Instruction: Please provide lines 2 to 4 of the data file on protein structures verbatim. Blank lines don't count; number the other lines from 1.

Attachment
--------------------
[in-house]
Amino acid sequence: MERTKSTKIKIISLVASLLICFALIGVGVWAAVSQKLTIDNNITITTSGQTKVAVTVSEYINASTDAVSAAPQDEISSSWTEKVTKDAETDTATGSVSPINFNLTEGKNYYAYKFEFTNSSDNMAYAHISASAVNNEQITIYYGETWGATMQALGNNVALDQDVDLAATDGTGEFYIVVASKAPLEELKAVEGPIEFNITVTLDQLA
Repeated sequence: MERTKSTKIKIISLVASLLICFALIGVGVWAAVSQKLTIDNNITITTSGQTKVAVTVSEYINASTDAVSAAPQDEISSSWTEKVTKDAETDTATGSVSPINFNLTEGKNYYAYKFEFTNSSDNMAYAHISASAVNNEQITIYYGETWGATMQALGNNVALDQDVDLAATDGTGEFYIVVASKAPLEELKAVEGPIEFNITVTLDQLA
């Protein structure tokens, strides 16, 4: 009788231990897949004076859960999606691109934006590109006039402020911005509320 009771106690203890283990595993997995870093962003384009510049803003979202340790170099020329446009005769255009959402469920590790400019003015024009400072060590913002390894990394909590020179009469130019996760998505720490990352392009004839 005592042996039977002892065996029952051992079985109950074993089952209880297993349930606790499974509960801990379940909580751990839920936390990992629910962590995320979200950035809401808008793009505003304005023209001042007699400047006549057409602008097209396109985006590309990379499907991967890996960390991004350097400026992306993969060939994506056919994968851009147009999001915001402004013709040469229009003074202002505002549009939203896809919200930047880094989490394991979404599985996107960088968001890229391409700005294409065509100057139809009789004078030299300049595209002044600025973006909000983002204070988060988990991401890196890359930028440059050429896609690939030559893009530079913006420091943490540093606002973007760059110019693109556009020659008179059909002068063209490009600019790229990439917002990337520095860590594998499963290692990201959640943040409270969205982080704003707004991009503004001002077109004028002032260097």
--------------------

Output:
Amino acid sequence: MERTKSTKIKIISLVASLLICFALIGVGVWAAVSQKLTIDNNITITTSGQTKVAVTVSEYINASTDAVSAAPQDEISSSWTEKVTKDAETDTATGSVSPINFNLTEGKNYYAYKFEFTNSSDNMAYAHISASAVNNEQITIYYGETWGATMQALGNNVALDQDVDLAATDGTGEFYIVVASKAPLEELKAVEGPIEFNITVTLDQLA
Repeated sequence: MERTKSTKIKIISLVASLLICFALIGVGVWAAVSQKLTIDNNITITTSGQTKVAVTVSEYINASTDAVSAAPQDEISSSWTEKVTKDAETDTATGSVSPINFNLTEGKNYYAYKFEFTNSSDNMAYAHISASAVNNEQITIYYGETWGATMQALGNNVALDQDVDLAATDGTGEFYIVVASKAPLEELKAVEGPIEFNITVTLDQLA
């Protein structure tokens, strides 16, 4: 009788231990897949004076859960999606691109934006590109006039402020911005509320 009771106690203890283990595993997995870093962003384009510049803003979202340790170099020329446009005769255009959402469920590790400019003015024009400072060590913002390894990394909590020179009469130019996760998505720490990352392009004839 005592042996039977002892065996029952051992079985109950074993089952209880297993349930606790499974509960801990379940909580751990839920936390990992629910962590995320979200950035809401808008793009505003304005023209001042007699400047006549057409602008097209396109985006590309990379499907991967890996960390991004350097400026992306993969060939994506056919994968851009147009999001915001402004013709040469229009003074202002505002549009939203896809919200930047880094989490394991979404599985996107960088968001890229391409700005294409065509100057139809009789004078030299300049595209002044600025973006909000983002204070988060988990991401890196890359930028440059050429896609690939030559893009530079913006420091943490540093606002973007760059110019693109556009020659008179059909002068063209490009600019790229990439917002990337520095860590594998499963290692990201959640943040409270969205982080704003707004991009503004001002077109004028002032260097």